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Acute OtitisMedia recent trends

By 


Dr. T. Balasubramanian M.S. D.L.O.

 

 

Introduction:

Definition of acute otitis media has undergone lot of changes during recent times. According to the American Academy of Paediatrics the following criteria should be fulfilled before a diagnosis of acute otitis media could be made.

1. History of acute onset of signs & symptoms

2. Presence of middle ear effusion

3. Signs & symptoms of middle ear inflammation

 

 

The presence of middle ear infection is indicated by:

  • Bulging of ear drum
  • Limited / absent mobility of ear drum
  • Air / fluid level behind the ear drum
  • Otorrhoea

Signs & symptoms of middle ear infection include:

  • Erythema of ear drum
  • Otalgia with discomfort in the ear

According to American Academy of Paediatricians clinical history had a very poor predictive value in young children.

 

Role of Pneumatic otoscopy:

The committee constituted by American Academy of Paediatricians has stressed the important role of pneumatic otoscopy in the diagnosis of middle ear effusion. This is one of the most important clinical examination that could identify middle ear effusion. Tympanometry can atmost supplement pneumatic otoscopy because the external auditory canal of infants is highly pliable and the resultant graph would only produce a canalogram rather than tympanogram. The extreme pliability of external canal will cause the tympanometry readings to be normal even in the presence of middle ear effusion .

Before performing pneumatic otoscopy the external canal should be cleaned off cerumen / debris. The speculum used should be of proper dimensions to cause a proper seal of external auditory canal.

Pneumatic otoscopic findings to suggest the presence of middle ear effusion include:

  • Fullness / bulging of ear drum causing distortion to the normal cone of light
  • Reduced / absent mobility
  • Cloudiness of ear drum - caused by oedema in the mucosal layer
  • Redness of the ear drum - Could be seen even in a crying child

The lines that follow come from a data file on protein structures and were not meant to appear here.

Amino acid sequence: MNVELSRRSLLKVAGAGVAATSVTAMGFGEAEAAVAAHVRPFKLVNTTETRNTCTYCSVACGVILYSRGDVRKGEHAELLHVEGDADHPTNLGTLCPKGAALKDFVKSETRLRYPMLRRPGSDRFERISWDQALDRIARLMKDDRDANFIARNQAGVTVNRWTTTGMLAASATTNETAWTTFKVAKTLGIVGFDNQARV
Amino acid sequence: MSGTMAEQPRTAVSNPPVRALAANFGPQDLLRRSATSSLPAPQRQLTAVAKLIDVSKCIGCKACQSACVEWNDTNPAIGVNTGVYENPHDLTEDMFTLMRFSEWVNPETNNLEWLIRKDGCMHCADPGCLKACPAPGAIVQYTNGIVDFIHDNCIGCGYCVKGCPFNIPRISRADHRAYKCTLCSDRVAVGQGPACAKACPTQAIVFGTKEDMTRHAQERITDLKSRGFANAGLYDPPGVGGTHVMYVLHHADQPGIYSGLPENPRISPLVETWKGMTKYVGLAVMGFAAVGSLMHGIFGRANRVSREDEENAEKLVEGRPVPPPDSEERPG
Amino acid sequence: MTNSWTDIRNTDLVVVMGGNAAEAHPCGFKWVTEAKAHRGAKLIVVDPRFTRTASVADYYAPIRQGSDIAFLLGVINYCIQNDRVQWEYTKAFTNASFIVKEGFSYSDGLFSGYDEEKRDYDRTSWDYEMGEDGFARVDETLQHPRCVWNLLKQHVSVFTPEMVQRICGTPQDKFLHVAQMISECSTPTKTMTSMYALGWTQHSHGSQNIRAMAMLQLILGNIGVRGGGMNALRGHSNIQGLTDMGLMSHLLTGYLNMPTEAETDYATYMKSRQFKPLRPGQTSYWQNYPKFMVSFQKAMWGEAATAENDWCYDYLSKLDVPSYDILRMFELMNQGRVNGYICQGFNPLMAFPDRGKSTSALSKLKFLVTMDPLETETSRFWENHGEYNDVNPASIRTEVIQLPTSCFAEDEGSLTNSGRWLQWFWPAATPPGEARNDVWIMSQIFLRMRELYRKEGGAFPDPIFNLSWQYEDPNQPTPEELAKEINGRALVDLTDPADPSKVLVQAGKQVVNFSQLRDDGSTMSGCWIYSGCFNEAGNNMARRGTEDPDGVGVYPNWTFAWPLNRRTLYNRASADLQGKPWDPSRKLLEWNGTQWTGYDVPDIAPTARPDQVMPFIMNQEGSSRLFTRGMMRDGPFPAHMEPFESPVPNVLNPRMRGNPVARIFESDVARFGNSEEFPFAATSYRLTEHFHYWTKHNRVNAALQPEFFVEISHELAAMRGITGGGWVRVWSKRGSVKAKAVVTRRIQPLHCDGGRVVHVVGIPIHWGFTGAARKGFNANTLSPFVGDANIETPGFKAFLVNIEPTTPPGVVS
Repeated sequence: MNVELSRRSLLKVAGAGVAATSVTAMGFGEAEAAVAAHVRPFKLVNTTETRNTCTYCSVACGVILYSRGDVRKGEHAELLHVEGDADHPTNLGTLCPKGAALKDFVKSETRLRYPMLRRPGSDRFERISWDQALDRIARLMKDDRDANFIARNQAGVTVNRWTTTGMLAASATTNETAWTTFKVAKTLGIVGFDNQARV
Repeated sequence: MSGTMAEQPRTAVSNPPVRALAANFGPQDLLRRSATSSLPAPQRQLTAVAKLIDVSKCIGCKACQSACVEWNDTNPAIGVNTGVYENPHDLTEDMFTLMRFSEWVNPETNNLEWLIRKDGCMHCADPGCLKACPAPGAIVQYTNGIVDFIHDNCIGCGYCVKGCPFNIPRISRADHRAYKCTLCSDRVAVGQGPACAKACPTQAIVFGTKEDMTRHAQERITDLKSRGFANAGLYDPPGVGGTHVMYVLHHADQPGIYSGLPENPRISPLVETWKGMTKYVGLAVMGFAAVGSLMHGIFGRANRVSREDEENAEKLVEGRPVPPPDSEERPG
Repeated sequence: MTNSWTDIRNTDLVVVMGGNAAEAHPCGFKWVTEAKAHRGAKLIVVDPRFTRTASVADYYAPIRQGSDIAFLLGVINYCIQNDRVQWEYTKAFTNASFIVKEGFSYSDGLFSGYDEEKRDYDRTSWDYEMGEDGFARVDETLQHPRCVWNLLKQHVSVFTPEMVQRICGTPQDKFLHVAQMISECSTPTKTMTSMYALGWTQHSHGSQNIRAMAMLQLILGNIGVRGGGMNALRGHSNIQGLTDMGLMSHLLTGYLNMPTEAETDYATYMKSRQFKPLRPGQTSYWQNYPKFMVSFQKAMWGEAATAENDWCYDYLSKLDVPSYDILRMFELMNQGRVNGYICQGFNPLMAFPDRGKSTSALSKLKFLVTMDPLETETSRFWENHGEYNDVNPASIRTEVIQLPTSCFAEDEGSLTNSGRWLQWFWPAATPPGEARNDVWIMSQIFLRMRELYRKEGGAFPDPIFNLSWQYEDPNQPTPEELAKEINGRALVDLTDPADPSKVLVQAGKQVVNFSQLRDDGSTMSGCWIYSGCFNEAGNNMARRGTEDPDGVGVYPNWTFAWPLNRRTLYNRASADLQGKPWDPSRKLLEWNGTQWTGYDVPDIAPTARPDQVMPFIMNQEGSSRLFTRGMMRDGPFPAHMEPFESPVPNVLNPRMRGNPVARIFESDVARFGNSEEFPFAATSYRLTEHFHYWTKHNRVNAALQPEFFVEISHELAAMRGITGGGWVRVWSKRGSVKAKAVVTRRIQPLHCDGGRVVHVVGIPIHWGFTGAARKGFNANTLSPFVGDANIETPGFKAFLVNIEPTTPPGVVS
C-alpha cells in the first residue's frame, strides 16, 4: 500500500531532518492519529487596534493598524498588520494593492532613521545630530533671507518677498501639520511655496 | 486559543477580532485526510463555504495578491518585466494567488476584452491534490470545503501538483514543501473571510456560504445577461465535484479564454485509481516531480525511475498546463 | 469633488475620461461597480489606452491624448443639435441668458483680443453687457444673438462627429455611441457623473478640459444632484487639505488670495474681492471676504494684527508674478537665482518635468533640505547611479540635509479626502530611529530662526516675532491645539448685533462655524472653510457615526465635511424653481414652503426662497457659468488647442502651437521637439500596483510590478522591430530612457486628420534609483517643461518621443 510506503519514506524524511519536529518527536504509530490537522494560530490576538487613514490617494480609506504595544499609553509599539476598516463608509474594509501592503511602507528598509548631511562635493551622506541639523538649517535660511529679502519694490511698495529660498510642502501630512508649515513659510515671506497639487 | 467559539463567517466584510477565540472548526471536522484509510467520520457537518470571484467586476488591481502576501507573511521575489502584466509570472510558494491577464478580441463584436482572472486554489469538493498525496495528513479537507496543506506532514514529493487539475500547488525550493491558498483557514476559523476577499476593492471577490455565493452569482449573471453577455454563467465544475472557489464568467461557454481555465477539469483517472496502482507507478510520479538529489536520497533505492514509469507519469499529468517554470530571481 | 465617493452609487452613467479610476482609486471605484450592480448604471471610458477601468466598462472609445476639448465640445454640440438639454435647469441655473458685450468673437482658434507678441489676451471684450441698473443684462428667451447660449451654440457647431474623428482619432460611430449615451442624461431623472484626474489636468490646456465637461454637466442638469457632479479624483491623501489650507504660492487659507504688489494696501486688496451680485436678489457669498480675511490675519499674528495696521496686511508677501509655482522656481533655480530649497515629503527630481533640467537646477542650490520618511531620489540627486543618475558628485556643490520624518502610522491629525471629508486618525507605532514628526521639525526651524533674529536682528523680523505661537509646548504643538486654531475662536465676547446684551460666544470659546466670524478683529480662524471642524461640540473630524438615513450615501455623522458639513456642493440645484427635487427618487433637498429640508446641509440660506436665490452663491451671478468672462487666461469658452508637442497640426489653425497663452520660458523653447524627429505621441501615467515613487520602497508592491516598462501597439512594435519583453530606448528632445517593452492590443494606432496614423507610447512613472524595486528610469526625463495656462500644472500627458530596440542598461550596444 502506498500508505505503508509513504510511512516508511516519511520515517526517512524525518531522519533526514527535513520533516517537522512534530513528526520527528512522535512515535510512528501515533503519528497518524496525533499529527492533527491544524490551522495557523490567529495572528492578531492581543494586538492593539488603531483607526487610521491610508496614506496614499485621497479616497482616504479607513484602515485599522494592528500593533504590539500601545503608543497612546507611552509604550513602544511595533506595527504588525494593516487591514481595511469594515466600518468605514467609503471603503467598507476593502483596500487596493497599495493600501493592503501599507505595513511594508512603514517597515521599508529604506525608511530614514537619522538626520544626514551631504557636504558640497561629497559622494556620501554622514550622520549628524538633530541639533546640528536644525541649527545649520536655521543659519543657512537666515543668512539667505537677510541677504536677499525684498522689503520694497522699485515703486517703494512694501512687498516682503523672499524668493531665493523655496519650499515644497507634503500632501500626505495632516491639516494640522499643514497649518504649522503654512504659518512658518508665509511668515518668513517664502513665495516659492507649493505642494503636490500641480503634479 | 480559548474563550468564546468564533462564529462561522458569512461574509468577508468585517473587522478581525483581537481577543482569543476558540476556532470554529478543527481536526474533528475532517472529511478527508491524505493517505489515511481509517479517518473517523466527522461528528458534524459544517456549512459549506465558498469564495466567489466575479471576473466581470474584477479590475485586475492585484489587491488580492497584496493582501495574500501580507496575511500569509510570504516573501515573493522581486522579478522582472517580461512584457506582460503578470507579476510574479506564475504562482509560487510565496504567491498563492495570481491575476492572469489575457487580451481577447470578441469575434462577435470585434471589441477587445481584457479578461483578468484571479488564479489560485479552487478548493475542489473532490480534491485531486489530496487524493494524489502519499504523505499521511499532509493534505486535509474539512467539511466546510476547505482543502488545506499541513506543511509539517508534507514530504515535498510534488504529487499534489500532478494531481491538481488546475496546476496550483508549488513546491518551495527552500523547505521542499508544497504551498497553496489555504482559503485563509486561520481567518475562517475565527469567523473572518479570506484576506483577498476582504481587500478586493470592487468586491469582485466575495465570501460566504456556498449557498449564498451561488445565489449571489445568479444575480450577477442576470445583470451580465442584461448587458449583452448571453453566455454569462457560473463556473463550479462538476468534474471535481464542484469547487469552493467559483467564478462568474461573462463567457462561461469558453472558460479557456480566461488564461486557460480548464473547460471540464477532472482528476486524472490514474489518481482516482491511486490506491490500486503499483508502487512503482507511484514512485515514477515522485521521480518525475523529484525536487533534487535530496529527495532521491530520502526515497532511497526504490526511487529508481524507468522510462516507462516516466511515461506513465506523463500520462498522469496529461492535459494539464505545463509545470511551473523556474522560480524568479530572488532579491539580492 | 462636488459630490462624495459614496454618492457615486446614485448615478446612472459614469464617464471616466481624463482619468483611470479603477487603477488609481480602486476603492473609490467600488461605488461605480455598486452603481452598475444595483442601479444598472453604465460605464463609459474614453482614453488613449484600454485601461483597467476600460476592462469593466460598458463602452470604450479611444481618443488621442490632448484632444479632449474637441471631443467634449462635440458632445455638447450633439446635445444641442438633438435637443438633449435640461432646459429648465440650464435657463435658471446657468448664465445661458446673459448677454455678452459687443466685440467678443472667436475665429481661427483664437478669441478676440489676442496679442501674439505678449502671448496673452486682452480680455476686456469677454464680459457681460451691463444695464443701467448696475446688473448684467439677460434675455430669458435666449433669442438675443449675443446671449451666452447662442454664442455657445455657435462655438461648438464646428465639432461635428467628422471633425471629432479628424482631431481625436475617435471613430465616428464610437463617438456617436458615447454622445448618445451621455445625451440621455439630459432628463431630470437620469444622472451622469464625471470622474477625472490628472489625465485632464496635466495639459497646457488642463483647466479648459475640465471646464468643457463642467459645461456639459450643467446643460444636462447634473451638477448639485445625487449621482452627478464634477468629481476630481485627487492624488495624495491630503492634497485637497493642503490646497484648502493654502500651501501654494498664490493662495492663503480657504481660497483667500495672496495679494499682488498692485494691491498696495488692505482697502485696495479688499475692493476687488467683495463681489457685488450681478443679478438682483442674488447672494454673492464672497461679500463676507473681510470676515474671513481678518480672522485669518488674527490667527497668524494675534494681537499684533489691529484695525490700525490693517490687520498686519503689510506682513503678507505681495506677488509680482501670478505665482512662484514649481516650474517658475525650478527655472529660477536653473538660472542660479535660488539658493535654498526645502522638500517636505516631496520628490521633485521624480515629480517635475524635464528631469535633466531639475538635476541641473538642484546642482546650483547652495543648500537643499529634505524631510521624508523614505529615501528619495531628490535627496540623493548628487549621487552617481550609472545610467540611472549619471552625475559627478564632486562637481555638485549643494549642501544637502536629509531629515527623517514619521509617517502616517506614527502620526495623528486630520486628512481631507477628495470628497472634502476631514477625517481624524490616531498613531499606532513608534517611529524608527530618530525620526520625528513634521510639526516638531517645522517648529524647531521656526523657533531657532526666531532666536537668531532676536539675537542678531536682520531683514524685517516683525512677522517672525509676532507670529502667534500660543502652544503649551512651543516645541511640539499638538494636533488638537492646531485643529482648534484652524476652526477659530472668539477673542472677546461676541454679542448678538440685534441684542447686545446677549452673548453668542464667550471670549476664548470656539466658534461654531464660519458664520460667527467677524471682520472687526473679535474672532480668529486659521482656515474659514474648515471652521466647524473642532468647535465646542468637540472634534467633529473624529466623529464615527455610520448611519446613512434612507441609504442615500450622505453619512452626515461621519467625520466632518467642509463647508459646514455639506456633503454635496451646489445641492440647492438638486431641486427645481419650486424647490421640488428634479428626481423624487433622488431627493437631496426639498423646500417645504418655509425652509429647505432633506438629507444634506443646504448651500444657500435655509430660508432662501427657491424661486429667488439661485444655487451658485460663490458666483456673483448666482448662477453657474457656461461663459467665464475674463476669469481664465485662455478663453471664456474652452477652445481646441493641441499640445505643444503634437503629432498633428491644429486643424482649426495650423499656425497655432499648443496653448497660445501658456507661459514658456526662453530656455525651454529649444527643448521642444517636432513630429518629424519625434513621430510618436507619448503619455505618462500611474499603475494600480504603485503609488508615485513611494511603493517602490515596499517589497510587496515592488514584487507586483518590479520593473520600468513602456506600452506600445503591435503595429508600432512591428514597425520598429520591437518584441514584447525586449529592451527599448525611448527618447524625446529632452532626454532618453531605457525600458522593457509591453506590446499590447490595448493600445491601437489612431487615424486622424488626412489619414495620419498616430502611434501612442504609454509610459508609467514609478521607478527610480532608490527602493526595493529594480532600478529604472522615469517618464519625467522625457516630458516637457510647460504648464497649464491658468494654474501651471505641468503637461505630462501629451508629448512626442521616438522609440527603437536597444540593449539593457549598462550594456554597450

• Presence if air fluid level as seen through the ear drum

Major challenge to the attending physician is to discriminate between Acute otitis media and otitis media with effusion. This discrimination is a must because otitis media with effusion may commonly be caused by viral infections of the upper respiratory tract. It should also be borne in mind that otitis media with effusion may be a prelude to acute otitis media / may be caused by acute otitis media. In patients with otitis media of viral etiology it is prudent to avoid unnecessary use of antibiotics.

Pathophysiology:

Eustachean tube has commonly been implicated. Eustachean tube has been attributed with three functions:

  1. Protection
  2. Ventilation
  3. Drainage

In patients with acute otitis media it is the protective function of the eustachean tube that takes a beating.

 

Management:

Pain is the most troublesome part of acute otitis media. If pain is present treatment should be resorted to. A combination of Ibuprofen / paracetomol is ideal in this scenario. It should be tried out within the first 48 hours. If pain is not alleviated then Myringotomy will have to be resorted to. Role of myringotomy is not only to let out secretions from middle ear cavity, but also to obtain specimen for bacterial cultures.

Microbiology:

Causative organisms include:

  1. Streptococcus Pneumoniae
  2. H. Influenza
  3. M. Catarrhalis
  4. Pneumococci - common in infants

Role of antibiotics:

Observation of the patient without resorting to antibiotic use is an option to be considered in the following scenario:

  1. Children above the age of 2
  2. Aom is devoid of complications
  3. Diagnosis is pretty certain
  4. Patient is ready to attend periodic follow ups

Acute otitis media in a child of less than 2 years of age is likely to cause complications. These children should be immediatly treated with a course of antibiotics. The drug of choice being ampicillin in doses of 80 - 90 mg /day in three divided doses. Lack of symptomatic improvement within 48 hours after starting the antibiotic should alert the physician the need to change the antibiotic. Drug resistance is commonly caused by Beta lactamase producing H. Influenza / M. catharrhalis. In these patients potassium clavulanate can be prescribed in addition to amoxycillin in doses of 6.4 mg / kg / day in two divided doses.

Second line antibiotics include:

  • Cefdinir - 14mg/kg/day in two divided doses
  • Cefpodoxime - 10mg /kg/day single dose
  • Cefuroxime - 30mg/kg/day in two divided doses

Prevention:

  1. Encourage breast feeding of infants
  2. Pneumococcal / Influenza vaccines
  3. Hygiene in day care centres


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